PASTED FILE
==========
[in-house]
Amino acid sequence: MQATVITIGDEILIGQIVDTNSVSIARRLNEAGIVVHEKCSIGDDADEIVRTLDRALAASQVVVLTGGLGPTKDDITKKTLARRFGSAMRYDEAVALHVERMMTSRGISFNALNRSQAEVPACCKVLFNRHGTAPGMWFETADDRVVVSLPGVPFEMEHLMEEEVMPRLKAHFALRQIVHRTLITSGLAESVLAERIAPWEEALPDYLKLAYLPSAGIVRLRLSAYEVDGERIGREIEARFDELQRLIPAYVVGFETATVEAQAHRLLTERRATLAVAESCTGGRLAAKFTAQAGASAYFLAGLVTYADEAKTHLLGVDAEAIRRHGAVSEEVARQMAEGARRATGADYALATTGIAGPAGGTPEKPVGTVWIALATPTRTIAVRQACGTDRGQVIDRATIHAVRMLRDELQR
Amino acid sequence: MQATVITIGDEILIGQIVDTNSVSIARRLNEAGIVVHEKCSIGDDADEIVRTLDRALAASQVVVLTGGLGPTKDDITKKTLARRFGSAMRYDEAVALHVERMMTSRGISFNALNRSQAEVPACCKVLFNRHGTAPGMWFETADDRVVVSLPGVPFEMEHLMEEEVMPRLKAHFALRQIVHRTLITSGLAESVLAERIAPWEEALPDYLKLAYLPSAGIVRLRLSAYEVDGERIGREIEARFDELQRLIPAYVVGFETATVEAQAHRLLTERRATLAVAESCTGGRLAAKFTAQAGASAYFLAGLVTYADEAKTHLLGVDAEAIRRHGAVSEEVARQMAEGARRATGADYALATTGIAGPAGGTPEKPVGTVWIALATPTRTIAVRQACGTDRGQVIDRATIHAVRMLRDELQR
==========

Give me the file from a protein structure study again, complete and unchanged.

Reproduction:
[in-house]
Amino acid sequence: MQATVITIGDEILIGQIVDTNSVSIARRLNEAGIVVHEKCSIGDDADEIVRTLDRALAASQVVVLTGGLGPTKDDITKKTLARRFGSAMRYDEAVALHVERMMTSRGISFNALNRSQAEVPACCKVLFNRHGTAPGMWFETADDRVVVSLPGVPFEMEHLMEEEVMPRLKAHFALRQIVHRTLITSGLAESVLAERIAPWEEALPDYLKLAYLPSAGIVRLRLSAYEVDGERIGREIEARFDELQRLIPAYVVGFETATVEAQAHRLLTERRATLAVAESCTGGRLAAKFTAQAGASAYFLAGLVTYADEAKTHLLGVDAEAIRRHGAVSEEVARQMAEGARRATGADYALATTGIAGPAGGTPEKPVGTVWIALATPTRTIAVRQACGTDRGQVIDRATIHAVRMLRDELQR
Amino acid sequence: MQATVITIGDEILIGQIVDTNSVSIARRLNEAGIVVHEKCSIGDDADEIVRTLDRALAASQVVVLTGGLGPTKDDITKKTLARRFGSAMRYDEAVALHVERMMTSRGISFNALNRSQAEVPACCKVLFNRHGTAPGMWFETADDRVVVSLPGVPFEMEHLMEEEVMPRLKAHFALRQIVHRTLITSGLAESVLAERIAPWEEALPDYLKLAYLPSAGIVRLRLSAYEVDGERIGREIEARFDELQRLIPAYVVGFETATVEAQAHRLLTERRATLAVAESCTGGRLAAKFTAQAGASAYFLAGLVTYADEAKTHLLGVDAEAIRRHGAVSEEVARQMAEGARRATGADYALATTGIAGPAGGTPEKPVGTVWIALATPTRTIAVRQACGTDRGQVIDRATIHAVRMLRDELQR